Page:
Lush and warm. Words that could be used to describe a tropical island, but in this case I’m talking about the music of Richard Strauss. If his music had a smell, I think it would be jasmine. If it had color, fuchsia, navy blue, and yellow. Anyone with synaesthesia reading, please chime in and let me know how close I am.
I can’t remember the title or even composer of the first German song I worked on as an undergrad, but the first lieder I can recall clearly are Schlagende Herzen, Die Stern, and Ich schwebe – all Strauss. I went on a brief Wolf kick a few years ago, but I’m back on Strauss now.
Picking favorites of any kind (i.e. movies, books, actors, singers) is hard for me, but you could get me to say Strauss is currently my go-to guy for German art song. Yes, there are other really good composers out there, but they can’t get me to cry as often as Strauss does with the sheer beauty of their work. Seriously, I’ve teared up the last nine times I had to sing Morgen! and some of those times were just in a practice room. I have more Strauss in my lieder repertoire than any other composer, and it’s probably going to stay that way for a while (although my boyfriend probably wants to change that because Schumann is, without hesitation, his favorite).
Morgen! is a hit with everyone and anyone who possesses a heart and a soul. If you don’t enjoy it, you’re probably a robot. There’s a gorgeous version with violin, but this performance with Arleen Auger is probably my favorite.
Allerseelen is my latest Strauss, which is coming along very nicely and feels great to sing. (Sidebar: I actually learned the text first before working on the notes, and score-studied a few times before singing anything – and, wow, did things click into place quickly. I’m usually too impatient to work this way even though plenty of teachers have recommended learning in stages instead of all at once, but I was forced to this time because every moment in the practice room was spent on my recital rep. That left me with opportunities like waiting at the doctor’s office and the 30 minutes going to bed to make some kind of progress with Allerseelen. Here’s one of my score-studying resources, a performance by Kathleen Battle)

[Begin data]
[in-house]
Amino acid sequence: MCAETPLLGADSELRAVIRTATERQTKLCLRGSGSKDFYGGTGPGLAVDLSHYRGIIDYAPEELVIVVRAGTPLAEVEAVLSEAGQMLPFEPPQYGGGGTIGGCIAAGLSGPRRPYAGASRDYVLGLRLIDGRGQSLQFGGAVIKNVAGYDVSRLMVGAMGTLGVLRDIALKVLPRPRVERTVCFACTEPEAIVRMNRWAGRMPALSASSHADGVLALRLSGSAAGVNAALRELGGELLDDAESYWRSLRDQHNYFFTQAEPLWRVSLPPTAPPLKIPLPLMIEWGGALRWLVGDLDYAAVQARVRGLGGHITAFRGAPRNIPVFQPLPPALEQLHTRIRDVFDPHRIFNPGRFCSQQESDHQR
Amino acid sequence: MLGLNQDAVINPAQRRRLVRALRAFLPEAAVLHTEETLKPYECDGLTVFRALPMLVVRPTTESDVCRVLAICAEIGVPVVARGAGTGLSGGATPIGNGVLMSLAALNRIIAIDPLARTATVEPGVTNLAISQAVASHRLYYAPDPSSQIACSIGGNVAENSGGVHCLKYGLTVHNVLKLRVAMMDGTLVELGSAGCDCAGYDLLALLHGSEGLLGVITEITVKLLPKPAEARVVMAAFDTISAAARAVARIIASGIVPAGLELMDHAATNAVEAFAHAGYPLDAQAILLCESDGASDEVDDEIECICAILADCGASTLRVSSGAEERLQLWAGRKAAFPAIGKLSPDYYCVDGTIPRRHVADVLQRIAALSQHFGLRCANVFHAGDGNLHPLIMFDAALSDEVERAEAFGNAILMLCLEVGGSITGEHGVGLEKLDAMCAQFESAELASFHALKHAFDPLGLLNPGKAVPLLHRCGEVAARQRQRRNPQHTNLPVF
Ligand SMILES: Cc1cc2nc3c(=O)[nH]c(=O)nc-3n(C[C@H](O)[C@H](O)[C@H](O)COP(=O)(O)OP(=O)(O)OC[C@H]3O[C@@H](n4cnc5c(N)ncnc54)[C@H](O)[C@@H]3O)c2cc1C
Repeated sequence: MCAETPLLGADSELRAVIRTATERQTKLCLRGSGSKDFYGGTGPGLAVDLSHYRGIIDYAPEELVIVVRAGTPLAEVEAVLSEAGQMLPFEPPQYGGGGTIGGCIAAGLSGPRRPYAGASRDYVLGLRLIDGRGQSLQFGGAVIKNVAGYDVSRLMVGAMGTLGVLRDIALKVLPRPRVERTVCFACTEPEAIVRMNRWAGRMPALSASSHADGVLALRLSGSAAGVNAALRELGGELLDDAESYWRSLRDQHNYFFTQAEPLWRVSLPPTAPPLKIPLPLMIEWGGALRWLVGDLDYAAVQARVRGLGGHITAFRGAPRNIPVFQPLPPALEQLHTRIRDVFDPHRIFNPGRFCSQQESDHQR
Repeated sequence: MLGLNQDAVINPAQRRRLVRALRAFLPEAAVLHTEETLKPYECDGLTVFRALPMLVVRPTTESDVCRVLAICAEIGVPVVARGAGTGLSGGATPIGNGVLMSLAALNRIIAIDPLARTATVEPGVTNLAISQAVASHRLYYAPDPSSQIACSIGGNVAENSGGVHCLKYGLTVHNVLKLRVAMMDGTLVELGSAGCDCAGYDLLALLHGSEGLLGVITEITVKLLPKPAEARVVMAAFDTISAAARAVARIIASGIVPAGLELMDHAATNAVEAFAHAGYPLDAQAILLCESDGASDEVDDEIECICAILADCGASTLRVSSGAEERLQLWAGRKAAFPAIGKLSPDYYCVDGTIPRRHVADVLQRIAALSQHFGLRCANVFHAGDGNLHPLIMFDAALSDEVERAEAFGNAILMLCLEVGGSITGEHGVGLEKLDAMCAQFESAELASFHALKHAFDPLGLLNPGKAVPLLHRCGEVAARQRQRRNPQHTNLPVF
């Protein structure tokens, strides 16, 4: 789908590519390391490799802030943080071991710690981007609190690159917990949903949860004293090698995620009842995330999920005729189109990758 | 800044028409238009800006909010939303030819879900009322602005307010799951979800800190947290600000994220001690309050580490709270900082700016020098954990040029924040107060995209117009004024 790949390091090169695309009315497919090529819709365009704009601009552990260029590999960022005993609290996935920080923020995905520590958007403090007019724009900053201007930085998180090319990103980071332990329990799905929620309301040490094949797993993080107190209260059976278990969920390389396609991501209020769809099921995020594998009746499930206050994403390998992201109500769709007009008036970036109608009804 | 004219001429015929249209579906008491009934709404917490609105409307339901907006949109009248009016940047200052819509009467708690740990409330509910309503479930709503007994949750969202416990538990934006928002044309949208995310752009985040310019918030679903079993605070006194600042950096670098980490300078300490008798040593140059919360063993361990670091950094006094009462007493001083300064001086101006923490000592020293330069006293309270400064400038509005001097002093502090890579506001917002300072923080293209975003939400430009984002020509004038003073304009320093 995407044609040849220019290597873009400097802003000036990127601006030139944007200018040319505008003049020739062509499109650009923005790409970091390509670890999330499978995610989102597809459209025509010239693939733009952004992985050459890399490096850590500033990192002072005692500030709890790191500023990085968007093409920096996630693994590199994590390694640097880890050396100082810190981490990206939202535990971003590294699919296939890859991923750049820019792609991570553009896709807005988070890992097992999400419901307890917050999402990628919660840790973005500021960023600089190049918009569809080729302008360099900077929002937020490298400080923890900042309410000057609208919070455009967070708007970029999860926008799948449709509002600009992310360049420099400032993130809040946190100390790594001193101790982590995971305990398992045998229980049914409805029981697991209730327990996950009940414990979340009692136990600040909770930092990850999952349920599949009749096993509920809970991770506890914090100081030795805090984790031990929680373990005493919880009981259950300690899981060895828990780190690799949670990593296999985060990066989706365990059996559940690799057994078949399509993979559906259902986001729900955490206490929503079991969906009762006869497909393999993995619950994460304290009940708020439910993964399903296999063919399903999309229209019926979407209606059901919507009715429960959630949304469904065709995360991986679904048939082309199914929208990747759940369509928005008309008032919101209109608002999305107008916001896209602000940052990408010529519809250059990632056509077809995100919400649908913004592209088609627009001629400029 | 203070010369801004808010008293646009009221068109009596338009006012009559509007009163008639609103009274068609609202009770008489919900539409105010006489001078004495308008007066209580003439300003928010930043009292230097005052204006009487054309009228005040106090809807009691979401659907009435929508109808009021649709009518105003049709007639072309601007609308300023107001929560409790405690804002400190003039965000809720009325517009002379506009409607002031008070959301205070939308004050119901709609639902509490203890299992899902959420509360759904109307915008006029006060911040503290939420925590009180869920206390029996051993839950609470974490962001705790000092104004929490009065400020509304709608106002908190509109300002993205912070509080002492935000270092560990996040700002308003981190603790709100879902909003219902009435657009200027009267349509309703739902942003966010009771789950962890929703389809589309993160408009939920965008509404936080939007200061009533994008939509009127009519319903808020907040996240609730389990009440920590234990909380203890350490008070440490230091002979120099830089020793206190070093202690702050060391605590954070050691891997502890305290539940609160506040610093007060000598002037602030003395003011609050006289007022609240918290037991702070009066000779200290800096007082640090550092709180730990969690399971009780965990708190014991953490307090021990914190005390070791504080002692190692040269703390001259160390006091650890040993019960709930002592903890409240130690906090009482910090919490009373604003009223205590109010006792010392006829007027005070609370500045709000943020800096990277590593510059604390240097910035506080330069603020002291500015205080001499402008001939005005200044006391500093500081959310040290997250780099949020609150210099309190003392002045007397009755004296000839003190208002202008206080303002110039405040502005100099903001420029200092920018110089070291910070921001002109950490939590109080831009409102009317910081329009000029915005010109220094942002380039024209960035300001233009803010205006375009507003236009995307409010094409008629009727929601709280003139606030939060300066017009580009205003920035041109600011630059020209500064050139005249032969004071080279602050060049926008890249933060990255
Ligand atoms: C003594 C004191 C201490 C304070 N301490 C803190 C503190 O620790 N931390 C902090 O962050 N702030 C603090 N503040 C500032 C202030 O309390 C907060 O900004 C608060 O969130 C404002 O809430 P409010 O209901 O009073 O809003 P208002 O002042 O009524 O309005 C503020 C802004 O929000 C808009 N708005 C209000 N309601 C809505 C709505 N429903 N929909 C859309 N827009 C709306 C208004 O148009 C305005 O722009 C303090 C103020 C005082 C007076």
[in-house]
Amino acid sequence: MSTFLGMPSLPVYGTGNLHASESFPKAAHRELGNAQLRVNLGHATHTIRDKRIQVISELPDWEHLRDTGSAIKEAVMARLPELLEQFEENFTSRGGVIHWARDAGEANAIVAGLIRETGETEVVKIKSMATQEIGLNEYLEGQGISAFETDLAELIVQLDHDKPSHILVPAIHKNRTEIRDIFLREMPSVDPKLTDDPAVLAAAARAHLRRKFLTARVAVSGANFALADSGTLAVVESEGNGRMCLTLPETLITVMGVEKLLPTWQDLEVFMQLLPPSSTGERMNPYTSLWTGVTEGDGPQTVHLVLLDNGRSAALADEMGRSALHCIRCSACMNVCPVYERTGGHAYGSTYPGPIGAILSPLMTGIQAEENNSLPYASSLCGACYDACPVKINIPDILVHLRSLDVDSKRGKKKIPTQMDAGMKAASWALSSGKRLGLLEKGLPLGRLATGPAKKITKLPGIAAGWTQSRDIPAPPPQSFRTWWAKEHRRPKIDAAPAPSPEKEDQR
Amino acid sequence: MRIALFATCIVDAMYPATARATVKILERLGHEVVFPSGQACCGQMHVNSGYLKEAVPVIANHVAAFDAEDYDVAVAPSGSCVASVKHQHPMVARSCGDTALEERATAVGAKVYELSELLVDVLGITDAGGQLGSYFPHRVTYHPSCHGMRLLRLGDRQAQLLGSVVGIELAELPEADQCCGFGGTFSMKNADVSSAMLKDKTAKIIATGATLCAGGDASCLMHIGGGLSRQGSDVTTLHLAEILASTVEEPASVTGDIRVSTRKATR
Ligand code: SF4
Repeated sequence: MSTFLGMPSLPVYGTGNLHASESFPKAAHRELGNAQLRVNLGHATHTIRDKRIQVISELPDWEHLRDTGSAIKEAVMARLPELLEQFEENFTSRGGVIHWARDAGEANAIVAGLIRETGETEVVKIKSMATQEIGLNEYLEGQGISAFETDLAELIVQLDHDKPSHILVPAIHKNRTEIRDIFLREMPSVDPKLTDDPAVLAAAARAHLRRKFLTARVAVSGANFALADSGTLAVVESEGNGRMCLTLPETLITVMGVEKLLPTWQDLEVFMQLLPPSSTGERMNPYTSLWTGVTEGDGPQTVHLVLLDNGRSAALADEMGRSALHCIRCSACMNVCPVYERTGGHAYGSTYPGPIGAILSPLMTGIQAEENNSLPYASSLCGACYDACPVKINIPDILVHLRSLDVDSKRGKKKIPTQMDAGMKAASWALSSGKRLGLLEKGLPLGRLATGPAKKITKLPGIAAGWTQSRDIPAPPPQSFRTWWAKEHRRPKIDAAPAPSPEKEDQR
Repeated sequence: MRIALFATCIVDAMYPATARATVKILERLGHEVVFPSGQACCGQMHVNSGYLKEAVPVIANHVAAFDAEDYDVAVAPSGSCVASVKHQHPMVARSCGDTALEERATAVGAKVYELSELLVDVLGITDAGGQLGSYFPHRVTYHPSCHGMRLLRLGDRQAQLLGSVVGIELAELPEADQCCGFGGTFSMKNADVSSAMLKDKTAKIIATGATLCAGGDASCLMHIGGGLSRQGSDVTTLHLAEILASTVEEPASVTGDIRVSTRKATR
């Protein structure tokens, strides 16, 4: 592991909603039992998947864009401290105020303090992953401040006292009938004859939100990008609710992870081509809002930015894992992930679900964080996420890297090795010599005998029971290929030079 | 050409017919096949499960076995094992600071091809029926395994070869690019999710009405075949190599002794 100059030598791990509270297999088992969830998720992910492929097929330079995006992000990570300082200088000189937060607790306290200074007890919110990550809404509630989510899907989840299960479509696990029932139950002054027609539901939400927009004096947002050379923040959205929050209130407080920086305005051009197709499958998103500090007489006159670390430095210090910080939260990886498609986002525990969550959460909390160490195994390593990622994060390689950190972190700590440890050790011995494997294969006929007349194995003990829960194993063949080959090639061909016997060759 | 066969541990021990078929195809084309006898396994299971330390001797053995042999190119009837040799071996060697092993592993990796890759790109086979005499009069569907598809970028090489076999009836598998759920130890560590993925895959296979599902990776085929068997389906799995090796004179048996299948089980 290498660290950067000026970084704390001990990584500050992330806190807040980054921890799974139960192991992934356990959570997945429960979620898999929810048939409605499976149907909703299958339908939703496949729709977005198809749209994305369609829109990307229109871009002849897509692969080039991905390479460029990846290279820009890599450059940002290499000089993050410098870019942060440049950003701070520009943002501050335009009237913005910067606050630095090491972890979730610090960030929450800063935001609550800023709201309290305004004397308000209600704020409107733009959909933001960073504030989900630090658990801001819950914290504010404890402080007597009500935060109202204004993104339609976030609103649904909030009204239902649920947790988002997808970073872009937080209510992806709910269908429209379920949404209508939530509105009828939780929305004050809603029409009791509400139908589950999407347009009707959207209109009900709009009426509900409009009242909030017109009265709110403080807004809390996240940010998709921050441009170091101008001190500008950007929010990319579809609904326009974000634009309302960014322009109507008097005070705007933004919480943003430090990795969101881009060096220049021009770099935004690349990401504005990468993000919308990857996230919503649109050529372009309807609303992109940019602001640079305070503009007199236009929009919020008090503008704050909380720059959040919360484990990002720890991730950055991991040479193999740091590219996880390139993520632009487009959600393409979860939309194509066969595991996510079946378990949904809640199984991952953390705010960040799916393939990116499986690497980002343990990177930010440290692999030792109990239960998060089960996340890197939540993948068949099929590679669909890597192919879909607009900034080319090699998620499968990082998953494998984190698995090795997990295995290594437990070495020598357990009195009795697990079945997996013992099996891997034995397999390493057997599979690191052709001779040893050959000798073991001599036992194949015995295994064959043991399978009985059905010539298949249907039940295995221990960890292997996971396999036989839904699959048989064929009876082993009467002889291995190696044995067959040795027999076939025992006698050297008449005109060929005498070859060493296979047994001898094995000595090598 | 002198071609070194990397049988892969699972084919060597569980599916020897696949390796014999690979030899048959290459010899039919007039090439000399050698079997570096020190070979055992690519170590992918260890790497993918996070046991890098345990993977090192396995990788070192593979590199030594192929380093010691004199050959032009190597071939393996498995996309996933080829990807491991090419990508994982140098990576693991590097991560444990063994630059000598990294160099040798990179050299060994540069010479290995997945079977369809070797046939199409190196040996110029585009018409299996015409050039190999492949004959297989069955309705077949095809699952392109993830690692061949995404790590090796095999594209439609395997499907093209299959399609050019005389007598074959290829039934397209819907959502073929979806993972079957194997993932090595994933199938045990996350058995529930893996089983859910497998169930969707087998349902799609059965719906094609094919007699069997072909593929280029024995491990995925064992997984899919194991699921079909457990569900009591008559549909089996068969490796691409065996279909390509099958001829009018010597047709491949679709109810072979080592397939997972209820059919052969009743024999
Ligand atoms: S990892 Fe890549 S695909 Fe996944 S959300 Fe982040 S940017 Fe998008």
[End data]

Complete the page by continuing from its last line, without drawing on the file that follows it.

Strauss is so clever – the song is through-composed and each statement of “wie einst im Mai” [like once in May], the unifying refrain at the end of each verse, is different. The contrast of different music combined with repeated text highlights the emotional complexity of the moment as someone remembers a loved one on All Soul’s’ Day, the day dedicated to the departed. The first “wie einst im Mai” is an ascending chromatic line in the upper register. The second is in the lower register, begins with a chromatic ascent that recalls the first statement, leaps up and then resolves by step. The third descends by step, simply and gently. Feel how the triplets introduced in verse three at “ein Tag im Jahr ist ja den Toten frei, komm an mein Herze” [one day of the year the dead are indeed free, come to my heart] launch into the climax at “dass ich dich wieder habe” [that I have you again]. As quickly as the outburst built over three measures, it dissipates in the same length of time. There is a brief instrumental interlude, and then “wie einst im Mai” is echoed one last time using a bittersweet ascending two-note gesture.
I’m very excited to be singing Allerseelen and the Act 1 Finale of Don Giovanni as Zerlina with MusicaNova Orchestra in the concert “And Open to All” on Thursday, April 25, 2013. Concert details and tickets are available here, and you can read Maestro Cohen’s post about Strauss’ lieder here.